Conference Paper

Customization of application specific heterogeneous multi-pipeline processors

DOI: 10.1145/1131693 Conference: Proceedings of the Conference on Design, Automation and Test in Europe, DATE 2006, Munich, Germany, March 6-10, 2006
Source: DBLP


In this paper we propose Application Specific Instruction Set Processors with heterogeneous multiple pipelines to efficiently exploit the available parallelism at instruction level. We have developed a design system based on the Thumb processor architecture. Given an application specified in C language, the design system can generate a processor with a number of pipelines specifically suitable to the application, and the parallel code associated with the processor. Each pipeline in such a processor is customized, and implements its own special instruction set so that the instructions can be executed in parallel with low hardware overhead. Our simulations and experiments with a group of benchmarks, largely from Mibench suite, show that on average, 77% performance improvement can be achieved compared to a single pipeline ASIP, with the overheads of 49% on area, 51% on leakage power, 17% on switching activity, and 69% on code size.

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Available from: Sri Parameswaran, Sep 11, 2014
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    • "We generated codes with and without loop unrolling. Both types of assembly codes were scheduled into a number of pipelines based on the available ILP using the algorithm specified in [3]. The scheduled code was assembled into binary. "
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    ABSTRACT: Application Specific Instruction-set Processor (ASIP) is one of the popular processor design techniques for embedded systems which allow customizability in processor design without overly hindering design flexibility. Multi-pipeline ASIPs were proposed to improve the performance of such systems by compromising between speed and processor area. One of the problems in the multi-pipeline design is the limited inherent instruction level parallelism (ILP) available in applications. The ILP of application programs can be improved via a compiler optimization technique known as loop unrolling. In this paper, we present the impact of loop unrolling on the performance (speed) of multi-pipeline ASIPs. The improvement in speed averages around 15% for a number of benchmark applications with the maximum improvement of around 30%. In addition, we report the variation of performance against the loop unrolling factor - the amount of unrolling performed on an application.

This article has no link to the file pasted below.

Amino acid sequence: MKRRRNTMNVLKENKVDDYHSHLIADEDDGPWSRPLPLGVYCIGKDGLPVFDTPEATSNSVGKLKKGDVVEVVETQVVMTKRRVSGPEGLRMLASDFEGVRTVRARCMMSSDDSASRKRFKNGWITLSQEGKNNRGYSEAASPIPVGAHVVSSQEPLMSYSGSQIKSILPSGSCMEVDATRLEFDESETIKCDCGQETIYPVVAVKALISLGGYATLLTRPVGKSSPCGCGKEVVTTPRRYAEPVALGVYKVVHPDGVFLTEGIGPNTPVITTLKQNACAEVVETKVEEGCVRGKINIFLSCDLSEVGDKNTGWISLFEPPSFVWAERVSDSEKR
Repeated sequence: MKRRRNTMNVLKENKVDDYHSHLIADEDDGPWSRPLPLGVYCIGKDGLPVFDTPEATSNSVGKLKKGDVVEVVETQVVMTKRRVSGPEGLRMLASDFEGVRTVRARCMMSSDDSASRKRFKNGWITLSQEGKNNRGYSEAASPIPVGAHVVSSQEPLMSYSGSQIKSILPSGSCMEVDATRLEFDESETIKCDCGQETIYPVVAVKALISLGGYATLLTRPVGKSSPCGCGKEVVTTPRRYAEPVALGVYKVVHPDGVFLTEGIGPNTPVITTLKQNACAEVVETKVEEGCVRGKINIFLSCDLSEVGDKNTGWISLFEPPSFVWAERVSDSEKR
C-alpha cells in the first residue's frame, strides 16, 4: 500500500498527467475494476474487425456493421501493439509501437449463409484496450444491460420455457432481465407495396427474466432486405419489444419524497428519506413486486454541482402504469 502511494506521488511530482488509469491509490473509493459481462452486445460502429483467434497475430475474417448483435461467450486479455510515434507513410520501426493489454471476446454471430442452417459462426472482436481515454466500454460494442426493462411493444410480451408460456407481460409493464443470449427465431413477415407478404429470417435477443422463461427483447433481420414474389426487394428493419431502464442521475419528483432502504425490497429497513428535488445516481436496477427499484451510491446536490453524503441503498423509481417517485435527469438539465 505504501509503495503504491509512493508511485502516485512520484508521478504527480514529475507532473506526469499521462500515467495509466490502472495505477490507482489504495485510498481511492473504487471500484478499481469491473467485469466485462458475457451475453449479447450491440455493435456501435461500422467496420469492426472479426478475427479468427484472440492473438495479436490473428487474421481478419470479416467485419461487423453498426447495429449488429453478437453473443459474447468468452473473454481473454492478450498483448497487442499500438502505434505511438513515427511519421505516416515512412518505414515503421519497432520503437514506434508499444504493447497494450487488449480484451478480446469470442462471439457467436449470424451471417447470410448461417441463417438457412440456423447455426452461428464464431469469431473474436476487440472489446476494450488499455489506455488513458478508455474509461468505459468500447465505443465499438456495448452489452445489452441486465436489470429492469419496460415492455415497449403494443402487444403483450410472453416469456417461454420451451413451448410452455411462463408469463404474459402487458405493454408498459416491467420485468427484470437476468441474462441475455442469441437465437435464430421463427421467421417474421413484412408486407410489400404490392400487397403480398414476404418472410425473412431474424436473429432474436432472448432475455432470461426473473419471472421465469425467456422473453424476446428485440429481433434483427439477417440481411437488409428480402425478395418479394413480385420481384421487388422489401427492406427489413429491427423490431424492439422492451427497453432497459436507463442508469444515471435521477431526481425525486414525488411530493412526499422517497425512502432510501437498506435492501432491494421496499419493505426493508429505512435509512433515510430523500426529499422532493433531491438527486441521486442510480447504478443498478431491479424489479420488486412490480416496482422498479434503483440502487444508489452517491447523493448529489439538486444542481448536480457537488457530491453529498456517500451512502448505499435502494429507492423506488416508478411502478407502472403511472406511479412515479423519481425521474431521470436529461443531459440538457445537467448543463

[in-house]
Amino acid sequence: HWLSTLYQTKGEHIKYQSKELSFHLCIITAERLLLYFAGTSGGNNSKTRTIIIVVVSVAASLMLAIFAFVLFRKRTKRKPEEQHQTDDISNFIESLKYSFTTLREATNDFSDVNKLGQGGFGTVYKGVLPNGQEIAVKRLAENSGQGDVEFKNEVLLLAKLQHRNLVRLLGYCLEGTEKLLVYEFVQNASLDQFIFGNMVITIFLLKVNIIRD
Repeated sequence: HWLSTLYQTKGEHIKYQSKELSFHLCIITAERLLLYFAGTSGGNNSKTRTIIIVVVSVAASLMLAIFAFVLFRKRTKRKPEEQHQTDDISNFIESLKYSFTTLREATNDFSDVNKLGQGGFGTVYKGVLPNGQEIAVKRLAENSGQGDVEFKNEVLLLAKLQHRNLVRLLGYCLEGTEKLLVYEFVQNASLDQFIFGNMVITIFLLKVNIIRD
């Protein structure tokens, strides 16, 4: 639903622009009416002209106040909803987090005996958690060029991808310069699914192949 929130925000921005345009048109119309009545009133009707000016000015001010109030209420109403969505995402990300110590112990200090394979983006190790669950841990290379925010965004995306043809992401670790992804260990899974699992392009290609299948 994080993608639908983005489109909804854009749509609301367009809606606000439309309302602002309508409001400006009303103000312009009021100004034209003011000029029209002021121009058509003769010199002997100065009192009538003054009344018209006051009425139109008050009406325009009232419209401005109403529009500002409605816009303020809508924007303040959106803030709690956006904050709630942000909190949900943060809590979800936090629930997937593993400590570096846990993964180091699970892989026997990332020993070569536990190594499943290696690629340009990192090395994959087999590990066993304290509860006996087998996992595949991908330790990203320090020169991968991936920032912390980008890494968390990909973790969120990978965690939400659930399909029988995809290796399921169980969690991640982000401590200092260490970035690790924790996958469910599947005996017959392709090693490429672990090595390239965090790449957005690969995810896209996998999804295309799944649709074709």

Full-text · Conference Paper · Jan 2010
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    • "The approach focuses on encoding instructions for opcode field, assuming operand field length for each instruction is given. These approaches are not tailored to our target processors proposed in [16]. The techniques presented in this paper exploits the unique architectural features of our target ASIP, where each pipeline has different control unit for different set of instructions. "
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    ABSTRACT: Small area and code size are two critical design issues in most of embedded system designs. In this paper, we tackle these issues by customizing forwarding networks and instruction encoding schemes for multi-pipe Application Specific Instruction-Set Processors (ASIPs). Forwarding is a popular technique to reduce data hazards in the pipeline to improve performance and is applied in almost all modern processor designs; but it is very area expensive. Instruction encoding schemes have a direct impact on code size; an efficient encoding method can lead to a small instruction width, and hence reducing the code size. We propose application specific techniques to reduce forwarding networks and instruction widths for ASIPs with multiple pipelines. By these design techniques, it is possible to reduce area, code size, and even power consumption (due to reduced area), without costing any performance. Our experiments, on a set of benchmarks using the proposed customization approaches show that, on average, there are 27% savings on area, 30% on leakage power, 16.7% on code size, and at the same time, performance even improves by 4% because of the reduced clock period.
    Full-text · Conference Paper · Nov 2006

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